Connecting multicultural education with political issues of power and struggle, this book explores what multicultural education means to white people, given the unequal racial power relations in the U.S. and worldwide. It examines connections between race, gender, and social class, particularly as these connections play out for white women. While taking a feminist perspective, the author is also wary of the power white middle class women exercise in defining what counts as gender issues. Throughout the book, Sleeter argues that multicultural education was born in political struggle and can never meaningfully be disconnected from politics. Ultimately the quest for schooling for social justice is a political quest rather than a technical issue.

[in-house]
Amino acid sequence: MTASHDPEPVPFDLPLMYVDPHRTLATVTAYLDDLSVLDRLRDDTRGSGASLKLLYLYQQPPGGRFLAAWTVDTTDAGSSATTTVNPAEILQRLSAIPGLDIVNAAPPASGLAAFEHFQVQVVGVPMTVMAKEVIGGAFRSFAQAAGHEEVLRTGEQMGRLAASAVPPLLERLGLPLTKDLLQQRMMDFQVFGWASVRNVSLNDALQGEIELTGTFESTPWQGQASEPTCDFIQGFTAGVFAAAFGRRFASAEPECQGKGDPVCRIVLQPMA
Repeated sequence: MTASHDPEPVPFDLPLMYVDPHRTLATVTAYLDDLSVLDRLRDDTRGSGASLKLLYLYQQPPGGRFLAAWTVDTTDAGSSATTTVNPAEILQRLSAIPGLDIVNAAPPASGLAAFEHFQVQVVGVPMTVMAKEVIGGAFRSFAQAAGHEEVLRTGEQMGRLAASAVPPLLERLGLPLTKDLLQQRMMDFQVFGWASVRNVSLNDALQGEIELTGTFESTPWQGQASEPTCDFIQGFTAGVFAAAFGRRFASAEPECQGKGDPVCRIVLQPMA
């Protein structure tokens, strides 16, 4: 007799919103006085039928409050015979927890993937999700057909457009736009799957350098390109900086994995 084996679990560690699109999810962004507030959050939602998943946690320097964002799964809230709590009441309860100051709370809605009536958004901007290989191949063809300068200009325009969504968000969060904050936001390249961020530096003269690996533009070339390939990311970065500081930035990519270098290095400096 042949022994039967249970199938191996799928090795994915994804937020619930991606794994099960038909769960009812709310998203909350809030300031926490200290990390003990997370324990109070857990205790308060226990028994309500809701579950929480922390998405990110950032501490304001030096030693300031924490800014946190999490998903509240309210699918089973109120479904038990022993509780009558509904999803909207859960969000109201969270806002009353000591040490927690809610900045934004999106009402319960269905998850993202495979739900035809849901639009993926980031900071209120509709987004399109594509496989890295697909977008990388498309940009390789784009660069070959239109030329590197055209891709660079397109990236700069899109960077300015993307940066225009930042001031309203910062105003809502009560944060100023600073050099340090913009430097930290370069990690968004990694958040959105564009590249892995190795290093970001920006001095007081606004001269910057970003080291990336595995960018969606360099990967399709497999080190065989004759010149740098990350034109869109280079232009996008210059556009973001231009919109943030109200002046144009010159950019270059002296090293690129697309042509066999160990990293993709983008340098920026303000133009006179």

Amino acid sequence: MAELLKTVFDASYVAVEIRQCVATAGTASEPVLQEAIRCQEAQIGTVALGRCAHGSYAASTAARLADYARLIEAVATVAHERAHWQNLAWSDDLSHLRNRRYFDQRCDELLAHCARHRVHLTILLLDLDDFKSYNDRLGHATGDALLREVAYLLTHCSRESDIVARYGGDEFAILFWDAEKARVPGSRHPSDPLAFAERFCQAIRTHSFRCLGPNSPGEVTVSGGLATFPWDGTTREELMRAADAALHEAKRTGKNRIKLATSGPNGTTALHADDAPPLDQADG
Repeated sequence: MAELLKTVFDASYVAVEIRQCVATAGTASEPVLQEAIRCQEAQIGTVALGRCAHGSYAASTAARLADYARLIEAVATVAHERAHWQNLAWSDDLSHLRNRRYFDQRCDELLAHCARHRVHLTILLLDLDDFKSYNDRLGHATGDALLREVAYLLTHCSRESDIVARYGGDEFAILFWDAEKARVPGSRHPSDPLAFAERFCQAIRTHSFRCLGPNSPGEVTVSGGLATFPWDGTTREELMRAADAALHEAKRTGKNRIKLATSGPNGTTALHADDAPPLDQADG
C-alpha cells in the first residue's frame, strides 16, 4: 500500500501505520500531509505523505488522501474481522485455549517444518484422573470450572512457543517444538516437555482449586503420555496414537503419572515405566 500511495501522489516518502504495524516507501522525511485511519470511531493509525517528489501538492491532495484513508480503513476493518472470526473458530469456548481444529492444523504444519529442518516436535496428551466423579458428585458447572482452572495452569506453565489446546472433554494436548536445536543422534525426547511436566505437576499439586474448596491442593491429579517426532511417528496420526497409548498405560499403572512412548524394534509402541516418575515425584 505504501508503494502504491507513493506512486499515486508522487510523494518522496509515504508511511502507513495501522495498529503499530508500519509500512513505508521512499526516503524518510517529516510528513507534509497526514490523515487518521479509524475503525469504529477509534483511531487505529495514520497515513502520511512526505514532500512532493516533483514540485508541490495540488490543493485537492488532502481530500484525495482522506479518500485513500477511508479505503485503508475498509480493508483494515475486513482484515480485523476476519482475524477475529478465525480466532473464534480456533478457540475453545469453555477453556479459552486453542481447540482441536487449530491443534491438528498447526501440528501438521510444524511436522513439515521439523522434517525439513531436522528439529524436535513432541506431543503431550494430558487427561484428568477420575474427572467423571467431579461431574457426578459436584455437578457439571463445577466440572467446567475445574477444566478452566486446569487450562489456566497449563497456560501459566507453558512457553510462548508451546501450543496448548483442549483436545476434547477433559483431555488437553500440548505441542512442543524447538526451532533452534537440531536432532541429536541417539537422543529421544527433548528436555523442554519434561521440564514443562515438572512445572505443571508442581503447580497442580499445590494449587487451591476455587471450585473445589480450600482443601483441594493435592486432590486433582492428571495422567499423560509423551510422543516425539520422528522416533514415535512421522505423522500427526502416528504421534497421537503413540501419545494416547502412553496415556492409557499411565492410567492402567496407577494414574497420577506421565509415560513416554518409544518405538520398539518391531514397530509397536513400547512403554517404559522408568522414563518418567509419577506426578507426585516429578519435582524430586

Subtractive Schooling provides a framework for understanding the patterns of immigrant achievement and U.S.-born underachievement frequently noted in the literature and observed by the author in her ethnographic account of regular-track youth attending a comprehensive, virtually all-Mexican, inner-city high school in Houston. Valenzuela argues that schools subtract resources from youth in two major ways: firstly by dismissing their definition of education and secondly through assimilationist policies and practices that minimize their culture and language. A key consequence is the erosion of students' social capital evident in the absence of academically oriented networks among acculturated, U.S.-born youth.